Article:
Wednesday, November 11, 2009

it’s been awhile...

(march 16, 2008)

i have been working in mombasa, which is not a bad place to work if you don’t mind the excruciating heat and humidity and love the beach. my hotel had cnn and al jazeera so i am well informed of the news. go tibetans. sleezy senators (or governors?). poor new yorkers. cold and snowy canadians.

i got some beach time in, achieved a touch of the sun burn, bought some more kanga, and drove around in tuk tuks. i also had to face a moral dilemma whereby the participants in my workshop were lying to me to get more money. now tell me something, in countries like the uk, canada, or the us (i ask you because i know people in all these countries visit me here regularly), do you provide money to those who attend your workshops/conferences/trainings to cover their transportation to and from the venue (if they live in the city or nearby areas) as well as a stipend to cover accommodation for those travelling from out of town?

if you found out that those coming from out of town were actually going back home to sleep and then returning in the morning, do you think they are still eligible for this accommodation stipend? my answer is no. my participants’ answers were yes.

when i outright asked them if they were staying in town that night, all but 2 said they were. i have good reason to believe none of them actually stayed and pocketed the money instead. even the priests and pastors were amongst the dishonest, nice. go jesus.

i made the executive decision not to give them money on the second day. it may cause some concern when i get back to work tomorrow because i did not stick to our budget and our donor may wonder why we planned so inaccurately (answer: the government told me to and i have to listen to them as per my organisation’s mandate and membership), but i frankly do not care.
sure, sure, more principled action, but it felt wrong to spend taxpayers’ money in such a way just because it is the ‘done thing.’

it probably did not help the liars that i was reading We wish to inform you that tomorrow we will be killed with our families by Philip Gourevitch. if you are at all interested in the rwandan genocide and even if you are not, i recommend you read this book. i recommend, in fact, that all grade 12 students read this book. it is so good. and instead of just telling you that it is just so good, i will tell you why.

often, the rwandan genocide is broken down simply into a ‘tribal conflict’ or ‘ethnic hatred’ and although these we certainly elements of the 1994 genocide, this book explains clearly and in non-academic language the how’s and what’s and even attempts to look into the why’s of the events leading up to the genocide and immediately following it. if you read it and look at the situation i was in above, you may understand why i was so adamant not to be a part of the ‘problem of aid.’ and yet, i know i have in so many ways.

this book has sat on my shelf since a nice (clean shaven!) gentleman remembered that i mentioned that i had wanted to read it for years and popped into a bookshop in downtown nairobi and surprised me with it. and it made sense to me to read it before i go to rwanda (on thursday, yay), but it was timely for many other reasons as it spells out exactly how humanitarian aid can (and does) make things worse. and how an african leader like Paul Kagame can be largely disregarded by the international community even though he was the one that brought peace to his country when no other country in the world, rich or poor, northern or southern, african or not, did anything significant to stop the systematic murders.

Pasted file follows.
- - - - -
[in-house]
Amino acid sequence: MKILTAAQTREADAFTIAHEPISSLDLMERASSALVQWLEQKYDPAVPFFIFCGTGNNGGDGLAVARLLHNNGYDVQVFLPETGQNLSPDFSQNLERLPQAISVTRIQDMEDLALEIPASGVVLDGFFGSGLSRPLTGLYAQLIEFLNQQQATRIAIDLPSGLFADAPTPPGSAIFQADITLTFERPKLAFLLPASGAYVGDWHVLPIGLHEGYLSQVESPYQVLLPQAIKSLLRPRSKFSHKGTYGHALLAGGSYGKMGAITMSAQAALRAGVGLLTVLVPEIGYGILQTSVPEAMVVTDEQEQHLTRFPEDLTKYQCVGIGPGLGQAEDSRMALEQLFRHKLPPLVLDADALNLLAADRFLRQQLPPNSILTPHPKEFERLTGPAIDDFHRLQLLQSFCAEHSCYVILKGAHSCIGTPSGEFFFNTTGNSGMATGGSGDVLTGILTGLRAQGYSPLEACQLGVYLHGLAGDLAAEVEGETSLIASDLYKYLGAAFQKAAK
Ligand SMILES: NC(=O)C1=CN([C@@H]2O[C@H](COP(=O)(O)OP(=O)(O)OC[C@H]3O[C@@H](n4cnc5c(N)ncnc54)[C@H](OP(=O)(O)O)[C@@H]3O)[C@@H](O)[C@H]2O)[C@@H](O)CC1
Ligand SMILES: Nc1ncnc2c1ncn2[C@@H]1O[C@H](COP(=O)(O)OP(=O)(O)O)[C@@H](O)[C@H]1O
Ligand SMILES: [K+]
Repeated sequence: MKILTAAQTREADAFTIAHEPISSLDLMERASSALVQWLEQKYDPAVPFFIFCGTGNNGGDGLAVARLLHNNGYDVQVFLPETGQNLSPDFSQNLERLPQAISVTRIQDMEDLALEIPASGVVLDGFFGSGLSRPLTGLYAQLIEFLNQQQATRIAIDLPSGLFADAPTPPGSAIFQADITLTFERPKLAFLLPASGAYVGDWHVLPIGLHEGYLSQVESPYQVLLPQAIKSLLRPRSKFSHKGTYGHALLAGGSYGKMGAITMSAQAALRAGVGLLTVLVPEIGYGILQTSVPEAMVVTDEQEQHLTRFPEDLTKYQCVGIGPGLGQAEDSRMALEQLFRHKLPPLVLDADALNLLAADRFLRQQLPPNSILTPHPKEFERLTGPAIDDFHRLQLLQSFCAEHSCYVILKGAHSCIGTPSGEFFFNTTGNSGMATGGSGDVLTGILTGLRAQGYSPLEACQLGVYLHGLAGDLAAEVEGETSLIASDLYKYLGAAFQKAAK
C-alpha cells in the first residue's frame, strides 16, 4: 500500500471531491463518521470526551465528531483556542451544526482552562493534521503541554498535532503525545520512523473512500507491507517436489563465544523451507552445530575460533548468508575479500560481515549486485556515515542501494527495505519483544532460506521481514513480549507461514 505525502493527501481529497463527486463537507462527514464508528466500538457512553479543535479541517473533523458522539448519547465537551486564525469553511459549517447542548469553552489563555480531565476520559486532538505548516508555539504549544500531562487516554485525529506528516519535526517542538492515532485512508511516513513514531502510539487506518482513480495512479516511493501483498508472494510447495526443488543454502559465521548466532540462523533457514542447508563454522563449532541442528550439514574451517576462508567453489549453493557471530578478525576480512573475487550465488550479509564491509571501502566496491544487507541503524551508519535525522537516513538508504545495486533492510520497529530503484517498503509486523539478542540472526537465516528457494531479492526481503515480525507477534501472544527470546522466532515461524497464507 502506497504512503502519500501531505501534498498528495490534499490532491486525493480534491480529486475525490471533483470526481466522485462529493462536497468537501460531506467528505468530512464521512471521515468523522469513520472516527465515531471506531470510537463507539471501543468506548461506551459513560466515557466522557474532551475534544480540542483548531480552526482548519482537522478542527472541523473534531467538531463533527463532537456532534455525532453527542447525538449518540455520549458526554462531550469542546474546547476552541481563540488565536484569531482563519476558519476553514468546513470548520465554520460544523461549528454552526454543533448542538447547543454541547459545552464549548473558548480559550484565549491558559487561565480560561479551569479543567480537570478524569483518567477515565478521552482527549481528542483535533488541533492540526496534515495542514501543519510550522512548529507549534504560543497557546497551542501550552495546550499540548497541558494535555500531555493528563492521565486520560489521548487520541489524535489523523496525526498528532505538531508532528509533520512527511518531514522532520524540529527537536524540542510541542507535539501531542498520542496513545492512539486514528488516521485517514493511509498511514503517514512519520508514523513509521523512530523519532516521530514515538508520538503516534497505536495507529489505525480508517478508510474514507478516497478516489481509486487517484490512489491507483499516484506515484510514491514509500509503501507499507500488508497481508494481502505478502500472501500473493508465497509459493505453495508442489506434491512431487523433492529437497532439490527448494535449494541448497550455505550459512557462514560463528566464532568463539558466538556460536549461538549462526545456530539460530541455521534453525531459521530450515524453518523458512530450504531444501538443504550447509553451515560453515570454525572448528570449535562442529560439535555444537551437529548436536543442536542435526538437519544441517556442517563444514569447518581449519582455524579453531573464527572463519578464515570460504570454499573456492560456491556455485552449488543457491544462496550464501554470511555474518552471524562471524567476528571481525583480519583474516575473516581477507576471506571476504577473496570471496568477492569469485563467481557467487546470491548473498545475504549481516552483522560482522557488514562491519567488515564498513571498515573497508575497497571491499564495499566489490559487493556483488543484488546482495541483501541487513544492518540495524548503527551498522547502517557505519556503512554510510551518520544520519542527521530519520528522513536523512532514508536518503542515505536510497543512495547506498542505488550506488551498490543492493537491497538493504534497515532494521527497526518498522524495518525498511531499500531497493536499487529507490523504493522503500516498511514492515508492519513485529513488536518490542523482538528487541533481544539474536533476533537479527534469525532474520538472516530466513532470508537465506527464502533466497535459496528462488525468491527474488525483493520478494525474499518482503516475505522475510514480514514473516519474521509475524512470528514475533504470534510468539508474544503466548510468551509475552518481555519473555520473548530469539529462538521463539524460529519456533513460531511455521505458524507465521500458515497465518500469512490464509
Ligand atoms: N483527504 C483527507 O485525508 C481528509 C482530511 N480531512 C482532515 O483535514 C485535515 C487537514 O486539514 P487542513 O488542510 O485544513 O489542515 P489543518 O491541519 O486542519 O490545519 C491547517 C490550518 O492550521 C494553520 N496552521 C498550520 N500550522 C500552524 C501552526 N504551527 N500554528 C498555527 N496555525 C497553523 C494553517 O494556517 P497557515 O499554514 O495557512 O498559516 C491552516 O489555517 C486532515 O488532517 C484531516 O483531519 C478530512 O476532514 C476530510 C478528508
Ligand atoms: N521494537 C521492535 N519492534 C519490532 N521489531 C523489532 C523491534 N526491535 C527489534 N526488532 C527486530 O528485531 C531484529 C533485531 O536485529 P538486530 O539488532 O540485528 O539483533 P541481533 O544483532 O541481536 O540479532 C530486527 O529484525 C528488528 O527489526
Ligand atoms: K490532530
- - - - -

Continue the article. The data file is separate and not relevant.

and remember when that country that is now known as the democratic republic of the congo (not to be confused with the republic of the congo right next door) used to be called zaire and be led by that crazy man who had the fantastically egocentric and self-declared name of Mobutu Sese Seko Kuku Ngbendu Wa Za Banga (translated according to Gourvetich’s book as ‘the all-powerful warrior, who by his endurance and will to win, goes from conquest to conquest, leaving fire in his wake’ and ‘the cock who leaves no hen alone’ – i kid you not. this man, in charge of a country full of riches and leading millions of people for decades.)? well, rwanda helped Laurent Kabila, the current president, to get rid of that megalomaniac through directly opposing international (read: western) opinion to not invade or support rebel troops, which it did and now that crazy man is outta there (and also dead), but no one talks about this. about how a small african state that was trying to overcome the imaginable, mass killings that are comparable only to the Holocaust in modern memory, helped get rid of a dictator who was stealing from everyone in his own country and was known as ‘the dinosaur’ he had been around so long.

(let me just say now that i am not so familiar on the drc nor on how Kabila has done since overtaking the crazy man and running things for himself. me thinks there are a lot of criticisms directed towards him because his country isn’t exactly peaceful nor moving up in the ranks of poor, despotic, african countries, but i leave that for another post and for more reading that i surely will do once i find an excuse to get myself to the drc...)

i could go on and on, but i really loved this book. and at times when i am not so sure that i love my job or the moral conflicts that come with it, it is the kind of book i need on my shelf.